On May 20, the Free Software Foundation announced the settlement of its copyright litigation with Cisco Systems over the inclusion of open source software in certain Linksys products. The settlement includes undertakings by Cisco with respect to compliance with the requirements of "free software licenses." Here’s some of what the FSF had to say about the settlement (the full text of the FSF press release is available here):

Cisco has agreed to appoint a Free Software Director for Linksys, a subsidiary of Cisco, to supervise Linksys’ compliance with the requirements of free software licenses such as the GPL (the GNU General Public License). The Free Software Director will report periodically to the FSF regarding Linksys’ compliance efforts. Cisco has further agreed to take certain steps to notify previous recipients of Linksys products containing FSF programs of their rights under the GPL and other applicable licenses, to publish a licensing notice on the Linksys website, and to provide additional notices in a separate publication. In addition, Cisco will continue to make the complete and corresponding source code for versions of FSF programs used with current Linksys products freely available on its website. Cisco will also make a monetary contribution to the FSF.

The parties recognize Cisco’s ongoing obligations under the GPL and other free software licenses. The FSF will continue to independently monitor Linksys’ compliance with these licenses, and work with Linksys to resolve any new issues that may arise.


Note: Our original post on this topic on May 12 (see below) stated that the FSF and Cisco had settled their copyright infringement dispute. We were subsequently advised by the FSF that the matter had not yet been finally settled at that time, see the comment below from FSF counsel.
 
On May 12, the docket for Case No. 1:08-cv-10764 in the Southern District of New York listed the case as closed.The docket text for Apr. 22, 2009 recites as follows:  "ORDER: that the above-captioned action shall be dismissed with prejudice but without costs; provided, however, that either party may apply to this Court by letter before May 21, 2009 for restoration of the action to the Court’s calendar. The Clerk of the Court is directed to close the case. SO ORDERED."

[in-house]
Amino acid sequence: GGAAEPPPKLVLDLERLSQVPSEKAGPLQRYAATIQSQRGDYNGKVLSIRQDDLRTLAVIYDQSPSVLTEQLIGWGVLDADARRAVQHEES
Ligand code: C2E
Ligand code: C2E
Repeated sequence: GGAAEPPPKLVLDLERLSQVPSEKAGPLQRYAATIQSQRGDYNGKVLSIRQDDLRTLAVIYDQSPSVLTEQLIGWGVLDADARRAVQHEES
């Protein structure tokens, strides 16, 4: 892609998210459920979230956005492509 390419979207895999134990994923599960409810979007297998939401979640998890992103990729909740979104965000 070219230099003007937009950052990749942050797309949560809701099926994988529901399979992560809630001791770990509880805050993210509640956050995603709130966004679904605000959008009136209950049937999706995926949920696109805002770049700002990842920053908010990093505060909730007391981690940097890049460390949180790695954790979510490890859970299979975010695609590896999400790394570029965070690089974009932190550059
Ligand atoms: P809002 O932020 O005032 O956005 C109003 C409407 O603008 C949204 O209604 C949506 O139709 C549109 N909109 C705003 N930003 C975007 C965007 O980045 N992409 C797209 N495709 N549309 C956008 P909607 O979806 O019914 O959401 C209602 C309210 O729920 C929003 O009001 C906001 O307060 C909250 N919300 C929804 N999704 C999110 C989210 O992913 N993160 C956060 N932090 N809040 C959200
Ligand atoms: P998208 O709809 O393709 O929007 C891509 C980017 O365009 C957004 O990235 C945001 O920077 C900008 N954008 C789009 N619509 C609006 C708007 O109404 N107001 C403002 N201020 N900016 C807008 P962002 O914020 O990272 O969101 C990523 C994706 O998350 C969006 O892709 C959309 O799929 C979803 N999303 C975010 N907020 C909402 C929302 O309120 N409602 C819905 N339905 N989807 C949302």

****Original post ***

 Last December, the Free Software Foundation, with great fanfare, filed a copyright infringement lawsuit against Cisco Systems, Inc. The complaint alleged that certain of Cisco’s Linksys products contained code distributed under the open source GNU General Public License. The complaint further alleged that Cisco, by distributing the enumerated products containing GPL-licensed code, had engaged in the distribution of such code, but had failed to comply with the requirements of the GPL license by making the code available in source code form.


The lawsuit was filed on behalf of the FSF by attorneys for the Software Freedom Law Center. The SFLC is the "enforcement arm" of the FSF, a law firm formed for the specific purpose of providing legal services for open source developers seeking to enforce the provisions of open source licenses. Prof. Eben Moglen is the chairman and one of the directors of the firm.

This was not the first lawsuit filed by the SFLC, but it is notable in that some of the underlying code which is alleged to have been infringed was authored by none other than Richard Stallman, the founder of the Free Software Foundation and a first-line mover and shaker in the open source movement. According to the Copyright Office public catalog, Stallman is an author of code covered by registration No. TX 2-084-819, one of the registrations enumerated in the complaint against Cisco. The record shows that the copyright was assigned to the Free Software Foundation.

There has as yet been no announcement of the settlement from the FSF or the SFLC, and the docket in the district court does not reveal the terms of the settlement, only an order dismissing the action with prejudice and without costs. Some past settlements of similar actions announced by the SFLC have included not only an agreement on the part of the defendant to provide the source code as required by the GNU GPL, but also an agreement to appoint an Open Source Compliance Officer to monitor compliance with GPL licenses, an agreement to undertake "substantial efforts" to notify those to whom products were distributed of their right to receive the source code, and payment of undisclosed financial consideration.